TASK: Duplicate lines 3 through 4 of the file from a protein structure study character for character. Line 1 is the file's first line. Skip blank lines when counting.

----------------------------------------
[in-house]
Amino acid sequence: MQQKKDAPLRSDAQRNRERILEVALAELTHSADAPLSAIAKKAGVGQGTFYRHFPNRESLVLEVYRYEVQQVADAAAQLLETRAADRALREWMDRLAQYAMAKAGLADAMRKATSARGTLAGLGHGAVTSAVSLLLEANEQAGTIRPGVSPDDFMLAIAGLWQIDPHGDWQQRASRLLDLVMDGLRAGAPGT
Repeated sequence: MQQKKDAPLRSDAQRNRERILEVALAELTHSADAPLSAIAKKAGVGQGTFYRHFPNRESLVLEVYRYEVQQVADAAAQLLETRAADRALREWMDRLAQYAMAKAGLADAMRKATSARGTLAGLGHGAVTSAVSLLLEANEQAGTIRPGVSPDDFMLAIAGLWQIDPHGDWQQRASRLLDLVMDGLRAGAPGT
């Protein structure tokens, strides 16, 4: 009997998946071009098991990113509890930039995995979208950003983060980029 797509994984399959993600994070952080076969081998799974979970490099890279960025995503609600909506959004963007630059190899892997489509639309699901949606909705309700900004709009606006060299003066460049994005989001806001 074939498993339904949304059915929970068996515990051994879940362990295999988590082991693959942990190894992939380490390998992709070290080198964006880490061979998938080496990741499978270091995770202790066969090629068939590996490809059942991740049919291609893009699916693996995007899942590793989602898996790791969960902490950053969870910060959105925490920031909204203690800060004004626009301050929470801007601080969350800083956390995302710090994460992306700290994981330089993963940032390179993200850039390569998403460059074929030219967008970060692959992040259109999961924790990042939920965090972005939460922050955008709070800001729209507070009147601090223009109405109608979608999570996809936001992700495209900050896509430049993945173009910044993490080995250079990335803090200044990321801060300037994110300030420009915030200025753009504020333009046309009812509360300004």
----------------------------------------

Repeated sequence: MQQKKDAPLRSDAQRNRERILEVALAELTHSADAPLSAIAKKAGVGQGTFYRHFPNRESLVLEVYRYEVQQVADAAAQLLETRAADRALREWMDRLAQYAMAKAGLADAMRKATSARGTLAGLGHGAVTSAVSLLLEANEQAGTIRPGVSPDDFMLAIAGLWQIDPHGDWQQRASRLLDLVMDGLRAGAPGT
């Protein structure tokens, strides 16, 4: 009997998946071009098991990113509890930039995995979208950003983060980029 797509994984399959993600994070952080076969081998799974979970490099890279960025995503609600909506959004963007630059190899892997489509639309699901949606909705309700900004709009606006060299003066460049994005989001806001 074939498993339904949304059915929970068996515990051994879940362990295999988590082991693959942990190894992939380490390998992709070290080198964006880490061979998938080496990741499978270091995770202790066969090629068939590996490809059942991740049919291609893009699916693996995007899942590793989602898996790791969960902490950053969870910060959105925490920031909204203690800060004004626009301050929470801007601080969350800083956390995302710090994460992306700290994981330089993963940032390179993200850039390569998403460059074929030219967008970060692959992040259109999961924790990042939920965090972005939460922050955008709070800001729209507070009147601090223009109405109608979608999570996809936001992700495209900050896509430049993945173009910044993490080995250079990335803090200044990321801060300037994110300030420009915030200025753009504020333009046309009812509360300004």